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Stock market news live updates: Dow gains 220 points, or 0.6% to reach a record close amid optimism over contained inflation, infrastructure

·Reporter
·10 min read
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Stocks rose to fresh highs Wednesday to extend gains from a day earlier, with optimism over an in-line inflation print and passage of a major infrastructure bill in the Senate helping boost equities.

The S&P 500 and Dow gained, with shares of industrials and materials companies, as well as other names closely tied to the economic recovery, leading the way higher. Equities took a leg higher in the pre-market session after the Labor Department's consumer price index rose at the expected 0.5% monthly rate in July, helping assuage investors' concerns over unchecked inflation during the recovery.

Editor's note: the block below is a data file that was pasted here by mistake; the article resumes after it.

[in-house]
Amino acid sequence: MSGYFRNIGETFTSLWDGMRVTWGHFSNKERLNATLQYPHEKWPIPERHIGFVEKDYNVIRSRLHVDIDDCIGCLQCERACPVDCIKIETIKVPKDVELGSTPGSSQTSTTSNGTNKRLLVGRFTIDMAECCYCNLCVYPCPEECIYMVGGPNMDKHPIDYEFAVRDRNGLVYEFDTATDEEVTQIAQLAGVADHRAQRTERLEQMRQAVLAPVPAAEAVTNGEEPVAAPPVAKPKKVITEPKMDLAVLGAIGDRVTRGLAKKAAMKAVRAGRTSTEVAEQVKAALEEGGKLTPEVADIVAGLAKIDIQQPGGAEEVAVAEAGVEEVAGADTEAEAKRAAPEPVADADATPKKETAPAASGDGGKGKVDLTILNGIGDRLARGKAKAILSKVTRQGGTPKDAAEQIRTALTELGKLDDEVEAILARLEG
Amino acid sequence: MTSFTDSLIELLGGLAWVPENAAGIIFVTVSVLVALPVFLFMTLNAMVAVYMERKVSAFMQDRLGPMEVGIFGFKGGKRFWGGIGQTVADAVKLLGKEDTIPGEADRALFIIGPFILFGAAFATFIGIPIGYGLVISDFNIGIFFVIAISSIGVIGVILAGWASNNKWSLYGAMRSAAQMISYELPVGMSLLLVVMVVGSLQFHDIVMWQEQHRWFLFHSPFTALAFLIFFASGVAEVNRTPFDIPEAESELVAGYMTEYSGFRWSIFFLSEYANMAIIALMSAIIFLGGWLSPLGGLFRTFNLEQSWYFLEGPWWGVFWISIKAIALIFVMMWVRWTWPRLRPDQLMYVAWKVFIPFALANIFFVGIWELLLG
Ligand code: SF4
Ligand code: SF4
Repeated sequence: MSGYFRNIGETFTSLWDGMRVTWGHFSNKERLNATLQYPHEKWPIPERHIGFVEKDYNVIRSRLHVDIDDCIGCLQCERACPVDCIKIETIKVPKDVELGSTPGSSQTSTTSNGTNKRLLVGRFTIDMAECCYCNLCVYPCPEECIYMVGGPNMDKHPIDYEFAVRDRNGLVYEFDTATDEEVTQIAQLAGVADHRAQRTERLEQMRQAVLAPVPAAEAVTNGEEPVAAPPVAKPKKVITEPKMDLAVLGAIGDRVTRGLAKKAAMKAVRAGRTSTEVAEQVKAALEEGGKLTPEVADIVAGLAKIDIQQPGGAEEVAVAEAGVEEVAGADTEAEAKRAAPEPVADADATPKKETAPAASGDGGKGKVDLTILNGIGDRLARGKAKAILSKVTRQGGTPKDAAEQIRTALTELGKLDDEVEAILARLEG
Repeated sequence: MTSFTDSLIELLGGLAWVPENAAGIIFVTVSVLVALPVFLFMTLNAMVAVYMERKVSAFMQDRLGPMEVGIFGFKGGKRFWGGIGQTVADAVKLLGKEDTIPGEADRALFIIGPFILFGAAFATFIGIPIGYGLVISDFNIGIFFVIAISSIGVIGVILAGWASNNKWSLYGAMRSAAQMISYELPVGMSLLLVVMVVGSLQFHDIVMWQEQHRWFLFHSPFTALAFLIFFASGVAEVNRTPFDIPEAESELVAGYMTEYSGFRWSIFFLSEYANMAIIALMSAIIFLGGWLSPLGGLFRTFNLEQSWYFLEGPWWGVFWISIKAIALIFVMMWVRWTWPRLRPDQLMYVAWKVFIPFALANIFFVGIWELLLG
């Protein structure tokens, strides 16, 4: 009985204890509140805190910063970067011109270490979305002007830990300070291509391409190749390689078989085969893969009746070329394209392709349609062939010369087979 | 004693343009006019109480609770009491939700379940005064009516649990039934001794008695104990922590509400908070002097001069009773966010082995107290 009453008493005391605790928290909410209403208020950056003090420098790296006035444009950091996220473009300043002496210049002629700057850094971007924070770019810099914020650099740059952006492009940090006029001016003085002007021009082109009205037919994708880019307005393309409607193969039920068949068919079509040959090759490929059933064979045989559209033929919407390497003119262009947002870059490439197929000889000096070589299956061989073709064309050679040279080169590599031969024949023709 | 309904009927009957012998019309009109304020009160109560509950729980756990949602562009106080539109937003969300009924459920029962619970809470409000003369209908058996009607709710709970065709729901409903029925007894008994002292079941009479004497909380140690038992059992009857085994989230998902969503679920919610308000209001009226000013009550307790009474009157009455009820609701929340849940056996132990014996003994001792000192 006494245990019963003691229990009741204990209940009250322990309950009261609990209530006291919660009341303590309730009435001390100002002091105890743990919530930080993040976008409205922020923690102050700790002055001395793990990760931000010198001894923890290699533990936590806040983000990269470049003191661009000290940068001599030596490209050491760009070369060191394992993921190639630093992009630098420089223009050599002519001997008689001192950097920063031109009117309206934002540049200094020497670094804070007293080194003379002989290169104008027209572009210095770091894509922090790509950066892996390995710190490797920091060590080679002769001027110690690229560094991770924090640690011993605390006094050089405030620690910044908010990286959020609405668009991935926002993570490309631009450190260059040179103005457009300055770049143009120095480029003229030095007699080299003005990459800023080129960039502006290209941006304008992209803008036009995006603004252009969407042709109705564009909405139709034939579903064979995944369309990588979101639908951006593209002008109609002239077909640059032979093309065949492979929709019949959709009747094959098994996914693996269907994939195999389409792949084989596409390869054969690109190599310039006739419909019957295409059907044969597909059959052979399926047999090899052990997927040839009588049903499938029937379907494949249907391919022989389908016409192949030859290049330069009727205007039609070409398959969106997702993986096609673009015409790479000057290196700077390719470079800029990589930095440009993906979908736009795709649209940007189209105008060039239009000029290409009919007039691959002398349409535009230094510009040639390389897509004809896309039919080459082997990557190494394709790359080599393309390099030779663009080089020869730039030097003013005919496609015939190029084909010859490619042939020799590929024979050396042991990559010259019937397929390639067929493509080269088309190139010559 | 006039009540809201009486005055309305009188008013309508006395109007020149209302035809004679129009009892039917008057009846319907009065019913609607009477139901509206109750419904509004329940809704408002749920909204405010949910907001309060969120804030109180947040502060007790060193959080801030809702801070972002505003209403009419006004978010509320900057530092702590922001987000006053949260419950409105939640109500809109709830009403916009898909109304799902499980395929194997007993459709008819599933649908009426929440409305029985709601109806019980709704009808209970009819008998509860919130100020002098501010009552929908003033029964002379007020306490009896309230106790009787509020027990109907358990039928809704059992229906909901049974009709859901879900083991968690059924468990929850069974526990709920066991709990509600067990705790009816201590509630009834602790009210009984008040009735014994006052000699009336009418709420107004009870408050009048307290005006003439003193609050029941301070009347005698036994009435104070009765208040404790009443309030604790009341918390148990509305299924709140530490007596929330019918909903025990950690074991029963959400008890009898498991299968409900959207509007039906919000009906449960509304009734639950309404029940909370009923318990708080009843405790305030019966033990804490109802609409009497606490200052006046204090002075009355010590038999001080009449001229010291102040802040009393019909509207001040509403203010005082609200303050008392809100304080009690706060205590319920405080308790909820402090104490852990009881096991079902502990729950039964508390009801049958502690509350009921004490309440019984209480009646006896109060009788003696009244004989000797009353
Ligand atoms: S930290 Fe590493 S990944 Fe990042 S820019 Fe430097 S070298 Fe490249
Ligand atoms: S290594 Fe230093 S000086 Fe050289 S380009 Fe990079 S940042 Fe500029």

U.S. West Texas intermediate crude oil futures fell more than 1% after CNBC reported the White House had requested that OPEC and its allies further increase production in order to meet rising demand for energy during the recovery.

Elsewhere, developments out of Washington also helped fuel the latest move to new highs in equities, with the Senate passing a more than $1 trillion infrastructure plan with bipartisan support. The plan – which includes a number of Biden administration priorities to help revamp roads and bridges nationwide as well as boost environmental and broadband initiatives — next heads to the U.S. House of Representatives.

Despite some uncertainty over the future of the bill in the House, investors clung to optimism that the plan will ultimately be signed into law, providing yet another infusion of government support into the recovering economy.